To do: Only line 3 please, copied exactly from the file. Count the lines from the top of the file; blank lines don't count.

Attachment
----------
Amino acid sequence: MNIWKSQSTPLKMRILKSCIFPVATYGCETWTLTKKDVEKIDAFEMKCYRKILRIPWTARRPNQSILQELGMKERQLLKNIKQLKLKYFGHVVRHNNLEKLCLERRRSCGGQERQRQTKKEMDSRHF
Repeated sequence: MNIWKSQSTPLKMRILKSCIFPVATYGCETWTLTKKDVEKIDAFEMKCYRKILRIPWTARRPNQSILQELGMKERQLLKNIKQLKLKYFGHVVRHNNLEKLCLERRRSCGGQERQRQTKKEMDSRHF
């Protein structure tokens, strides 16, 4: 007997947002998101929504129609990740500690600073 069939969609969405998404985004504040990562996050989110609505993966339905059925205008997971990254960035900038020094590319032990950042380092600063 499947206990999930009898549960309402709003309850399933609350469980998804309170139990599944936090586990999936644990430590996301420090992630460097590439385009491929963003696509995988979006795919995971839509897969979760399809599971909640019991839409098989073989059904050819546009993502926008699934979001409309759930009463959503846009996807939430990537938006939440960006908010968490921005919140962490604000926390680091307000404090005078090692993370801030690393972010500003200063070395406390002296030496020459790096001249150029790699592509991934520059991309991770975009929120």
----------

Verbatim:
């Protein structure tokens, strides 16, 4: 007997947002998101929504129609990740500690600073 069939969609969405998404985004504040990562996050989110609505993966339905059925205008997971990254960035900038020094590319032990950042380092600063 499947206990999930009898549960309402709003309850399933609350469980998804309170139990599944936090586990999936644990430590996301420090992630460097590439385009491929963003696509995988979006795919995971839509897969979760399809599971909640019991839409098989073989059904050819546009993502926008699934979001409309759930009463959503846009996807939430990537938006939440960006908010968490921005919140962490604000926390680091307000404090005078090692993370801030690393972010500003200063070395406390002296030496020459790096001249150029790699592509991934520059991309991770975009929120």